By Stephanie Ciccarelli
May 20, 2014
Are you in the habit of warming up before auditioning and recording? Tommy Griffiths leads you through a 5-minute workout that will quickly strengthen your voice, improve your breathing and pronunciation. You'll start with some basic stretches, working your facial muscles and progress from there. As Tommy says, you can do this 5-minute workout anywhere. Just be sure you are somewhere you can look ridiculous!
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Tommy Griffiths is a 30-year SAG-AFTRA voice over veteran, voice coach, demo producer and actor. He's voiced thousands of projects including Chevy Camaro, Coca Cola, History Channel, Discovery Networks and recently a biographical introduction of President Bill Clinton at Harvard University.
Tommy's career started as an 18-year old kid. Chuck Blore, of Chuck Blore and Don Richman in Hollywood, California took Tommy under his wing as his intern, where he watched and worked with voice-over legends like Danny Dark and Ernie Anderson.
Tommy lives with his wife Cheryl, son Justin and dogs Truman and Teddy near Washington, DC.
Welcome to Voice Over Experts, brought to you by Voices.com the number one voice over marketplace. Voice Over Experts brings you tips, pearls of wisdom, and techniques from top instructors, authors and performers in the field of voice over. Join us each week to discover tricks of the trade that will help you to develop your craft and prosper as a career voice over talent. It's never been easier to learn, perform and succeed from the privacy of your own home, and at your own pace. This is truly an education you won't find anywhere else. Now for our special guest.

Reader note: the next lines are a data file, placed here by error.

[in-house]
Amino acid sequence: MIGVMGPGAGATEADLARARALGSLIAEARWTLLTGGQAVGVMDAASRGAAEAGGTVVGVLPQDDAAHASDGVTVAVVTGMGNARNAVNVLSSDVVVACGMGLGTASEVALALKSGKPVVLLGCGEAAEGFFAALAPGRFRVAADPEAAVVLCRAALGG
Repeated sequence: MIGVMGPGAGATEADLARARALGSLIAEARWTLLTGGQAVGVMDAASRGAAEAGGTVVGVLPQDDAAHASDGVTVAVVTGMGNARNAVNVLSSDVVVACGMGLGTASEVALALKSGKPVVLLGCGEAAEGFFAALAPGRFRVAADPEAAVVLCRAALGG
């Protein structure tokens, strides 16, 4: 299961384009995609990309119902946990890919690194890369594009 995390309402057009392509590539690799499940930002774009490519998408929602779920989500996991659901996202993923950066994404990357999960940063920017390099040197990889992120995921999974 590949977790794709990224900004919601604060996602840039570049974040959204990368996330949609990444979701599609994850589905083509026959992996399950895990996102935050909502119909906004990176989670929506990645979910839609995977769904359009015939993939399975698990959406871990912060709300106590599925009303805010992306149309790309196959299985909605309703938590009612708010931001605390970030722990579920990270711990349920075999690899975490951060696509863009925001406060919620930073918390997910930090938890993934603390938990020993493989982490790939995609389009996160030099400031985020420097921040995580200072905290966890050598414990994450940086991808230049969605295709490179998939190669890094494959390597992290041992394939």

Tommy: Hi, I'm Tommy Griffiths. I'm a 30 year veteran in the voice over industry, and I want to tell you about a five minute workout. This is a really easy exercise, for you to help develop your voice and articulation. As a coach I teach my students the basic skills of voice over delivery, and the nuances of inflection. As a trainer, I help my students develop and strengthen their vocal cords, maxillofacial muscles or face muscles. Tongue, diaphragm and other muscles, so that muscle memory can be manipulated into proper form. This five minute workout will strengthen your voice, improve your breathing and your pronunciation. The results are audibly noticeable almost immediately. You can do this five minute workout just about anywhere. Just make sure you're not distracting anyone. You're about to make some really disturbing faces, and even more disturbing noises. People are going to think you're nuts. So let's give it a try. The first exercise is basic stretching of your facial muscles, mouth, lips and tongue.
This is actually a great way to warm up before speaking into the microphone. Smile or grin, as hard as you can, and just hold it for a few seconds. Now quick, purse your lips as if you're whistling, and hold it. Now back to the hard grin and hold. Now purse your lips again. Really push your muscles hard. Repeating from grin to the pursing position, back and forth. Now quick, stick your tongue out. Stick it out as quickly as you can and just keep pushing it. Push it out. Keep stretching. I told you, this is going to look silly. Now, with the tip of your tongue, push on the back of your upper teeth. Keep pushing. Five more seconds. Three, two, one. Now say the word wow, wow. Notice how you start with your lips pursed together when you say wow, and when you finish your mouth is wide open. Exaggerate the positions of your mouth as if you're saying the word wow back and forth, just wow, wow, wow. Your face and muscles in and around your mouth should feel flush by now.